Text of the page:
While Korea is known for their cautious, counter-play style, DAMWON have conquered the region using a fight-first mentality that has dominated China and propelled them over Korea in terms of level of performance. After Korea won five straight Championships, China has won the past two, and DAMWON may just be Korea’s hope in reclaiming their former glory.
The Pride of Europe – G2 Esports
G2 Esports are known as many things. They’re the team that launched Europe from North America’s shadow to the World Finals stage. They’re the first Western team to win an international tournament. They’re the eight-time European champs, and the most successful team the region has ever produced. Also, they’re the team with Rasmus “Caps” Borregaard Winther.
G2 has long been synonymous with dominance, and although the team hit their share of roadblocks this year, 2020 has been no different. They’ve won the past four LEC titles, tying their own European record. Their two sweeps of Fnatic in the Spring and Summer Finals marked their seventh and eighth titles since joining the league, tying and then breaking their opponent’s previous record.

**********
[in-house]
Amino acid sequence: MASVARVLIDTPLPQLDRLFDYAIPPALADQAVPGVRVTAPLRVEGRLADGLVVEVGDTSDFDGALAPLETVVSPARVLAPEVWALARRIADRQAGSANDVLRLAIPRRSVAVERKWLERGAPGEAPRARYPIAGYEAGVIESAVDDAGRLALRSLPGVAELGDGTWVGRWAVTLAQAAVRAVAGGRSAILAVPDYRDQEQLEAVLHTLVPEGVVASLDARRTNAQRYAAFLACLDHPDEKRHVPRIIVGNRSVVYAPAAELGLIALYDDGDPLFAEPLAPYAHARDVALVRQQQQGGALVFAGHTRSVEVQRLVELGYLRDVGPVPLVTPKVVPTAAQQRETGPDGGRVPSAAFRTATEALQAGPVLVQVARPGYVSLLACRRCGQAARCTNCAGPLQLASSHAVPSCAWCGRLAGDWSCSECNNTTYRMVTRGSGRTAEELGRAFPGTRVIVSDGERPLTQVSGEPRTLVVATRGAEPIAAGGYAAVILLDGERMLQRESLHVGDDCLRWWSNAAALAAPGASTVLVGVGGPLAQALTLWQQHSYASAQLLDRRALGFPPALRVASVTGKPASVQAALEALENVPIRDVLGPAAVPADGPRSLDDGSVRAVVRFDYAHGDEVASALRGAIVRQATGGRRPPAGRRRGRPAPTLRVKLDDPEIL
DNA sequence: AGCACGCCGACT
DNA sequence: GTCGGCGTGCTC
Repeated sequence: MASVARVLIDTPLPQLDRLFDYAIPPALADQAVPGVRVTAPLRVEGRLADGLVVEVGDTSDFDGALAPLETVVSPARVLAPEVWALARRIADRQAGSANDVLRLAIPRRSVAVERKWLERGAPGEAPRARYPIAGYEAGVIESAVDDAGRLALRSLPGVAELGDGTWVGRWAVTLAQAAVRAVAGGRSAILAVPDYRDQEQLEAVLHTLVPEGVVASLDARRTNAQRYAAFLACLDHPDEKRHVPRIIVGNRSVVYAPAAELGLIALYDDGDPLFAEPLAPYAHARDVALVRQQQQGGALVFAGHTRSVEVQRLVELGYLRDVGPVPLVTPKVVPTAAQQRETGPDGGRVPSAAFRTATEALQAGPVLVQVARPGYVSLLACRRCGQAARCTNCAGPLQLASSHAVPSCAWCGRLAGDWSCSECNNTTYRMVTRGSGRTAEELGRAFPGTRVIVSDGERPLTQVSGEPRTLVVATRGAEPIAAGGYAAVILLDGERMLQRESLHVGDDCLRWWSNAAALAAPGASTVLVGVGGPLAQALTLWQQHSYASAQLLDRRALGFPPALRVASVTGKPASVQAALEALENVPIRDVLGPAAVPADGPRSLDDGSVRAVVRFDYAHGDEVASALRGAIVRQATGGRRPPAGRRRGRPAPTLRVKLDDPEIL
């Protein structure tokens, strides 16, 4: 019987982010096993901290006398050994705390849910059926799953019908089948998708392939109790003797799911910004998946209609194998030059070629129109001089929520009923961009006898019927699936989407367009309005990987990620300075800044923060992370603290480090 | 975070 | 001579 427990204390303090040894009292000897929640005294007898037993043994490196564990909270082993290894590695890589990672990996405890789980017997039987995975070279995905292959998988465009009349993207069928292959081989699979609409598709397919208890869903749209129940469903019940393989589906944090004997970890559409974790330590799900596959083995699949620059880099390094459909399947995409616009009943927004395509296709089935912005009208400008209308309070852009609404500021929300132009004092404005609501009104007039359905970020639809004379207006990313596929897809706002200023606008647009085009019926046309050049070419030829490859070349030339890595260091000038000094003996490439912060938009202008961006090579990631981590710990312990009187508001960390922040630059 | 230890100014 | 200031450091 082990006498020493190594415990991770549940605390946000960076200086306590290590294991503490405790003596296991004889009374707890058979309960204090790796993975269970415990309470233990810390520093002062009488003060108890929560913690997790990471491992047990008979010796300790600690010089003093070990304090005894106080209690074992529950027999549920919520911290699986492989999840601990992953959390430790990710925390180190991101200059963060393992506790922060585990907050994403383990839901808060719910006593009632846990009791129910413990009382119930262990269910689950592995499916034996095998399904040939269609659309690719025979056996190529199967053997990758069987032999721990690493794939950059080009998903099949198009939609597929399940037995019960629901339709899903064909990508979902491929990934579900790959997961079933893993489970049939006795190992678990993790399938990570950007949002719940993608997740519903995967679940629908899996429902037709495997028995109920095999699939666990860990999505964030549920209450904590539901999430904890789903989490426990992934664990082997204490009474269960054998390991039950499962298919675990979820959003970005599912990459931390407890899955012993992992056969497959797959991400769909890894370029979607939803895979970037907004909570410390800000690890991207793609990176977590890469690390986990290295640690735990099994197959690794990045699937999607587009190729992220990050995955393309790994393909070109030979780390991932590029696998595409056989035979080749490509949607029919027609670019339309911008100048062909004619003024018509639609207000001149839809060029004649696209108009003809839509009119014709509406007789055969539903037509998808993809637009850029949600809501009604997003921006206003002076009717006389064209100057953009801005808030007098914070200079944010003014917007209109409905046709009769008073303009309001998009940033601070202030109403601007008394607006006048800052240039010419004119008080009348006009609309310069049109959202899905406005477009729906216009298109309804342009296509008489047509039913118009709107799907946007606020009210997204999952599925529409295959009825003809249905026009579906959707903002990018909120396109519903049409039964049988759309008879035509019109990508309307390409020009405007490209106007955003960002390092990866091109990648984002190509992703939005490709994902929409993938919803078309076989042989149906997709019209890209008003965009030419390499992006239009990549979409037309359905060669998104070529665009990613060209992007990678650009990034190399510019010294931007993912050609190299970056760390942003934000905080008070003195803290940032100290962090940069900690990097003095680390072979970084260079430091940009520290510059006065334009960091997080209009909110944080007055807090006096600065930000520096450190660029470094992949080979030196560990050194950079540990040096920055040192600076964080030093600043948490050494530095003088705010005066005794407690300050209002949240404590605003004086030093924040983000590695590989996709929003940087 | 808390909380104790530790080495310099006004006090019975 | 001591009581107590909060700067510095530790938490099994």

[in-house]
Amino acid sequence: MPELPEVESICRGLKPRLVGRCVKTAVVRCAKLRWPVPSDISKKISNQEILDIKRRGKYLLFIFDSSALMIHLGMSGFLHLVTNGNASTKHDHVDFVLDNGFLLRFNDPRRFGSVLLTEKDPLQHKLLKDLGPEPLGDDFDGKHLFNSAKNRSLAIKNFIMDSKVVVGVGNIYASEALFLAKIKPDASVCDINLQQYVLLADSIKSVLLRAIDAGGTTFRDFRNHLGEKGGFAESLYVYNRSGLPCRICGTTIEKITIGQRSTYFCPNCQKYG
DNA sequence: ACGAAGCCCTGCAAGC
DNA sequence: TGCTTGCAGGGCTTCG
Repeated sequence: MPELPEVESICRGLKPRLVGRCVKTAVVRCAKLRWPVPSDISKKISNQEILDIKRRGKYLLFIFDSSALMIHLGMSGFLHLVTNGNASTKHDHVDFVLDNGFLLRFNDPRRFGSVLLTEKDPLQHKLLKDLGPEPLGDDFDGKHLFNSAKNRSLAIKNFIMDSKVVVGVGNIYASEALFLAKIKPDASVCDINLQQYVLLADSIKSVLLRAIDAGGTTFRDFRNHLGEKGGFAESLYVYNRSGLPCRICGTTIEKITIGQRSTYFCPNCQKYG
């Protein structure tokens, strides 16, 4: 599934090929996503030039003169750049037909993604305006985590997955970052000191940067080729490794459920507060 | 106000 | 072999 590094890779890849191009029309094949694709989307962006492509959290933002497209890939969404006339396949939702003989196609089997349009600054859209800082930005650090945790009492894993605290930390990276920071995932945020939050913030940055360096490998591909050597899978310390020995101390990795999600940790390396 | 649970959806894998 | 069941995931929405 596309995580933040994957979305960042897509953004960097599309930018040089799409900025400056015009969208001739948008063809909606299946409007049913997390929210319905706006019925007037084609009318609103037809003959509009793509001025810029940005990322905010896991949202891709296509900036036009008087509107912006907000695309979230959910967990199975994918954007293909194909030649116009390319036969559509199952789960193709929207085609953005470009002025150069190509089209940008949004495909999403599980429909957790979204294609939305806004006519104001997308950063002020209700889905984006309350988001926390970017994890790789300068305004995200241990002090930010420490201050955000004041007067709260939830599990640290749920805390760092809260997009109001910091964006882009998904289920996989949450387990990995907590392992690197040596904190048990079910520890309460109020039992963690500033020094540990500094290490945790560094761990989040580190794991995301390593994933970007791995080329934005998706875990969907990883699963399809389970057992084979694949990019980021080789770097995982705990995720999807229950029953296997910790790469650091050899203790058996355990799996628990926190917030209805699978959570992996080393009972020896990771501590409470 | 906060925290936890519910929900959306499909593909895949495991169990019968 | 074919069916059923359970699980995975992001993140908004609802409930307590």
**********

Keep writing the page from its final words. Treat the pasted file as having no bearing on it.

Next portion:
G2 are no strangers to the Worlds stage, having gone all the way to the Finals against FunPlus Phoenix last year, before being swept by the Chinese juggernauts. However, FPX won’t be at Worlds this year, and although no Western team has ever won it, G2’s eyes remain on the Summoner’s Cup.
Pups Among Beasts – Suning
If there is a word to describe the teams that China’s LPL fields, “beasts” is one of the first that comes to mind. However, Suning isn’t like the other beasts in the LPL. While Top Esports and JDG are the favorites coming out of the region, Suning readily awaits the Group Stage with a roster full of talented, young stars in the making.